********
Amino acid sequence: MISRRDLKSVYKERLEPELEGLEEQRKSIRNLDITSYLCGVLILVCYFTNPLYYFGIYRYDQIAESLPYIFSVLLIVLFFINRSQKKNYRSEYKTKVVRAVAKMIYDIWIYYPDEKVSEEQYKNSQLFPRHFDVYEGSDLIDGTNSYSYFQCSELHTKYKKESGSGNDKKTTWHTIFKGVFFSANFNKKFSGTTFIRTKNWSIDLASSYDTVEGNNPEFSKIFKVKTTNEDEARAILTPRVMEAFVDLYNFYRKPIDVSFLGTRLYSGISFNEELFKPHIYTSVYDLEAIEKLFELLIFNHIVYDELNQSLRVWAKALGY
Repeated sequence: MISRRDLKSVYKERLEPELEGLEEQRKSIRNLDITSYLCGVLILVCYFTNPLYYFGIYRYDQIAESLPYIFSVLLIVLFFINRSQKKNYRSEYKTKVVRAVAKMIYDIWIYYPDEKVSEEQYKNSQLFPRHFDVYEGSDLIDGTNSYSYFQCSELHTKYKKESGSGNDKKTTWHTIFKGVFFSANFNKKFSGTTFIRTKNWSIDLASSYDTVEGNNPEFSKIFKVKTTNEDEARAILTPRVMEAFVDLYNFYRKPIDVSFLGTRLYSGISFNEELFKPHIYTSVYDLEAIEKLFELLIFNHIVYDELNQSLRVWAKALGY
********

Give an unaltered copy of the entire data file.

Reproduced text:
Amino acid sequence: MISRRDLKSVYKERLEPELEGLEEQRKSIRNLDITSYLCGVLILVCYFTNPLYYFGIYRYDQIAESLPYIFSVLLIVLFFINRSQKKNYRSEYKTKVVRAVAKMIYDIWIYYPDEKVSEEQYKNSQLFPRHFDVYEGSDLIDGTNSYSYFQCSELHTKYKKESGSGNDKKTTWHTIFKGVFFSANFNKKFSGTTFIRTKNWSIDLASSYDTVEGNNPEFSKIFKVKTTNEDEARAILTPRVMEAFVDLYNFYRKPIDVSFLGTRLYSGISFNEELFKPHIYTSVYDLEAIEKLFELLIFNHIVYDELNQSLRVWAKALGY
Repeated sequence: MISRRDLKSVYKERLEPELEGLEEQRKSIRNLDITSYLCGVLILVCYFTNPLYYFGIYRYDQIAESLPYIFSVLLIVLFFINRSQKKNYRSEYKTKVVRAVAKMIYDIWIYYPDEKVSEEQYKNSQLFPRHFDVYEGSDLIDGTNSYSYFQCSELHTKYKKESGSGNDKKTTWHTIFKGVFFSANFNKKFSGTTFIRTKNWSIDLASSYDTVEGNNPEFSKIFKVKTTNEDEARAILTPRVMEAFVDLYNFYRKPIDVSFLGTRLYSGISFNEELFKPHIYTSVYDLEAIEKLFELLIFNHIVYDELNQSLRVWAKALGY